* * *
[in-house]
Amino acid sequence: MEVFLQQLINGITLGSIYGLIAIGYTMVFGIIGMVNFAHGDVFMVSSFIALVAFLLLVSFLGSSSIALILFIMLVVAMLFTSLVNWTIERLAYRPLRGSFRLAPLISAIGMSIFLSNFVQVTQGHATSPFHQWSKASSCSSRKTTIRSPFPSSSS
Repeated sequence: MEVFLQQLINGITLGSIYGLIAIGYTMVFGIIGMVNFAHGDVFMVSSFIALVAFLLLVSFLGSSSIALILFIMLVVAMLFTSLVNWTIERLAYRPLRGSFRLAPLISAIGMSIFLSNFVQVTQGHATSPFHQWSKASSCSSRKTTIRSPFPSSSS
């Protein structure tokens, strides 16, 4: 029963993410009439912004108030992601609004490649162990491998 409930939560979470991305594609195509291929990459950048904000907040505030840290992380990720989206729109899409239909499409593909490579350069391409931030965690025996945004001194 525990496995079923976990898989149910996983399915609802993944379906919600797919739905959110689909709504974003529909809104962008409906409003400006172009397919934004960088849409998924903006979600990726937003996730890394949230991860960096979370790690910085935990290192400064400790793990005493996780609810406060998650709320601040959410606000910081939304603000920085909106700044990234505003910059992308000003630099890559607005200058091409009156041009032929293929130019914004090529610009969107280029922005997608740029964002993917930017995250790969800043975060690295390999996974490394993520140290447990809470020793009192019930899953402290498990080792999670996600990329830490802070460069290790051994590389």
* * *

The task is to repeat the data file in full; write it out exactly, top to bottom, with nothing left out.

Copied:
[in-house]
Amino acid sequence: MEVFLQQLINGITLGSIYGLIAIGYTMVFGIIGMVNFAHGDVFMVSSFIALVAFLLLVSFLGSSSIALILFIMLVVAMLFTSLVNWTIERLAYRPLRGSFRLAPLISAIGMSIFLSNFVQVTQGHATSPFHQWSKASSCSSRKTTIRSPFPSSSS
Repeated sequence: MEVFLQQLINGITLGSIYGLIAIGYTMVFGIIGMVNFAHGDVFMVSSFIALVAFLLLVSFLGSSSIALILFIMLVVAMLFTSLVNWTIERLAYRPLRGSFRLAPLISAIGMSIFLSNFVQVTQGHATSPFHQWSKASSCSSRKTTIRSPFPSSSS
């Protein structure tokens, strides 16, 4: 029963993410009439912004108030992601609004490649162990491998 409930939560979470991305594609195509291929990459950048904000907040505030840290992380990720989206729109899409239909499409593909490579350069391409931030965690025996945004001194 525990496995079923976990898989149910996983399915609802993944379906919600797919739905959110689909709504974003529909809104962008409906409003400006172009397919934004960088849409998924903006979600990726937003996730890394949230991860960096979370790690910085935990290192400064400790793990005493996780609810406060998650709320601040959410606000910081939304603000920085909106700044990234505003910059992308000003630099890559607005200058091409009156041009032929293929130019914004090529610009969107280029922005997608740029964002993917930017995250790969800043975060690295390999996974490394993520140290447990809470020793009192019930899953402290498990080792999670996600990329830490802070460069290790051994590389």